The Iraqi government, headed by Prime Minister Haider al-Abadi, is seeking to penalize people for the hate speech prevalent in Iraqi society by arresting anyone who expresses such ideas or promotes slogans that insult former or current religious and social figures.
Each year around this time, millions of Shiite Muslims make the pilgrimage to the shrine of Imam Hussein in Karbala for the festival of Arbaeen. People observing Arbaeen sometimes raise banners and shout slogans insulting Sunni figures. In the past, these people were met with public indignation — but not legal measures.
Wahab al-Tai, the interior minister's media adviser, told Al-Monitor in an interview, “Up until Nov. 8, the ministry had arrested 76 people who were caught promoting sectarianism. Out of the 76 arrested, 25 were in Karbala and 51 in Babil [province]. Most were Iraqis, but some foreigners were arrested as well.”
The Interior Ministry was reacting to a video that has been circulating. The video, taken in Karbala during the festival, shows a group of followers of Shiite Grand Ayatollah Sadiq Hussaini Shirazi — a group known for promoting hateful speech toward important Sunni religious figures. The video shows a young man with a loudspeaker cursing Umar ibn al-Khattab, a senior companion of the Prophet Muhammad considered sacred by Sunnis. Despite all the arrests, that man is still on the loose.
Only two days after appearing in the first video, the same man appeared in another video saying that he was only “expressing his opinion.”
The ministry’s measures against promoters of sectarianism received both political and public support. Sayyid Ahmad al-Safi, the representative of Shiite Grand Ayatollah Ali Al-Sistani in Najaf, applauded the move in his Friday sermon in Karbala on Nov. 10.
However, Sunni scholar Abdul Hakim al-Saadi strongly doubts the effectiveness of the measures. He told Al-Monitor, “This move is misleading and only blinds us when — in reality — Iraqi politics are grounded in sectarianism and apportionment.”
The slogans raised in Karbala were not only religious but also political. Some people took advantage of the visit to write political messages in Farsi on the walls around the streets of the province, attacking Saudi Arabia and the United States.
By writing such slogans on street walls, some Iranian visitors were trying to earn Iraqis’ friendship and share their “anger” at Saudi Arabia, which represents the regional Arab-Sunni axis. Yet the Iraqi public rejected this move.
Activist Ebrahym al-Fraty told Al-Monitor, “The slogans raised against the Sahaba [companions of the prophet], the United States and Saudi Arabia were solely meant to push Iraq to issues that would worsen its crises and benefit other countries.”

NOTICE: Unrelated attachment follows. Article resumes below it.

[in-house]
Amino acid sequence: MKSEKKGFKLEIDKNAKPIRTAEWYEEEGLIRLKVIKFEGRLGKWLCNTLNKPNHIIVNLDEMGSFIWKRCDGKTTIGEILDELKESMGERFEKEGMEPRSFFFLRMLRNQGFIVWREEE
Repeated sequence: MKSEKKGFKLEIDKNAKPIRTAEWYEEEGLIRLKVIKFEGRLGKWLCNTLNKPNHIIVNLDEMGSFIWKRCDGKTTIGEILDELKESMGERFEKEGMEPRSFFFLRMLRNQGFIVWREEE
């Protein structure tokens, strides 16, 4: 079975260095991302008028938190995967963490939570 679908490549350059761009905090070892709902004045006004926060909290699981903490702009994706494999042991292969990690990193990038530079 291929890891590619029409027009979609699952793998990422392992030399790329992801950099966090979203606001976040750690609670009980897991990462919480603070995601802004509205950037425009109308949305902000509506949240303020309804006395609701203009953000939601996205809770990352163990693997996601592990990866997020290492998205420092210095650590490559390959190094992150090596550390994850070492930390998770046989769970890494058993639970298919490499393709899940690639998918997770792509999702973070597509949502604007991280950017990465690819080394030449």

The Interior Ministry is trying to deal seriously with instigators of sectarianism, according to its spokesman, Brig. Gen. Saad Maan. “This spiteful and extremist discourse is only the start of instability and wars. From now on, the ministry will not be passive toward anyone who tries to stir tensions," Maan told Al-Monitor.
The ministry’s new inclination might put it at odds with some extremist Shiite religious leaders who have popularized insults against Sunni figures.
Shiite religious figure Taha al-Batata said there is no systematic approach among Shiites to insult the Sahaba and their symbols, and during an interview with Al-Monitor he praised the Interior Ministry’s measures.
The Iraqi Penal Code calls for harsh punishment against those who libel or defame others. The penalty for such actions ranges from a fine to imprisonment, depending on the violation's magnitude. But though offenders are being charged under the existing code, Iraqi legislation doesn't explicitly refer to hate speech or provoking strife. Thus, many people see a need for specific legislation, in compliance with national and international human rights procedures, that defines what qualifies as socially disruptive without infringing on freedom of expression.
Iraqi parliament member Ali al-Bedeiri insists on the need to pass a law making a criminal of anyone capable of dividing the Iraqi people and creating sectarian conflict through traditional and social media or any other platform. Bedeiri told Al-Monitor, “The absence of a law that criminalizes such actions [obstructs] the capacity of the authorities to punish and pursue the culprits" in a consistent manner.
Although some human rights organizations have tried for years to get the Iraqi parliament to draft a law that criminalizes hate speech, the attempt has been unsuccessful because many in the legislature aren't exactly motivated to pass such a law. The political blocs in parliament own dozens of media outlets promoting hate speech and sectarianism, and they assign people from their parties to manage the outlets. For this reason, politicians aren't eager to hold those outlets accountable.
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